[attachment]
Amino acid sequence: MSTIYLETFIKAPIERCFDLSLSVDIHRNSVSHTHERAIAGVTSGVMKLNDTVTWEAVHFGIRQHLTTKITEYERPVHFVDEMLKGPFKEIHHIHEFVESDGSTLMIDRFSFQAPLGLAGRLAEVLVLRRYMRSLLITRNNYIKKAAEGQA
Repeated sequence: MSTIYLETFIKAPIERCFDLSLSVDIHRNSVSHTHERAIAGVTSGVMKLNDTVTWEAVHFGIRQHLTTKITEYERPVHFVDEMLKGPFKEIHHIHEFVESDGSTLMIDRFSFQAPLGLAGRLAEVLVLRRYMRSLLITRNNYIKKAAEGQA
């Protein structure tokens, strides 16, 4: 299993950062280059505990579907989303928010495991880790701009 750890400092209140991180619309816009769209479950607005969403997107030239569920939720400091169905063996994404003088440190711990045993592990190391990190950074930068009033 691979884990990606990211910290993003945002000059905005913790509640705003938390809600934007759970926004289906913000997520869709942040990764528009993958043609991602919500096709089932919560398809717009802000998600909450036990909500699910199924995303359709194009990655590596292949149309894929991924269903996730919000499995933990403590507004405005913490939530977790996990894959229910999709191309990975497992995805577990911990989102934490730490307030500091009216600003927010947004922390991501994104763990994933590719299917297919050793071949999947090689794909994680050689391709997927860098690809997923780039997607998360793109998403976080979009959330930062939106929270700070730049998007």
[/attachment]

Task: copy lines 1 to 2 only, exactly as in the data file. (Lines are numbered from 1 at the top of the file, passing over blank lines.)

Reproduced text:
Amino acid sequence: MSTIYLETFIKAPIERCFDLSLSVDIHRNSVSHTHERAIAGVTSGVMKLNDTVTWEAVHFGIRQHLTTKITEYERPVHFVDEMLKGPFKEIHHIHEFVESDGSTLMIDRFSFQAPLGLAGRLAEVLVLRRYMRSLLITRNNYIKKAAEGQA
Repeated sequence: MSTIYLETFIKAPIERCFDLSLSVDIHRNSVSHTHERAIAGVTSGVMKLNDTVTWEAVHFGIRQHLTTKITEYERPVHFVDEMLKGPFKEIHHIHEFVESDGSTLMIDRFSFQAPLGLAGRLAEVLVLRRYMRSLLITRNNYIKKAAEGQA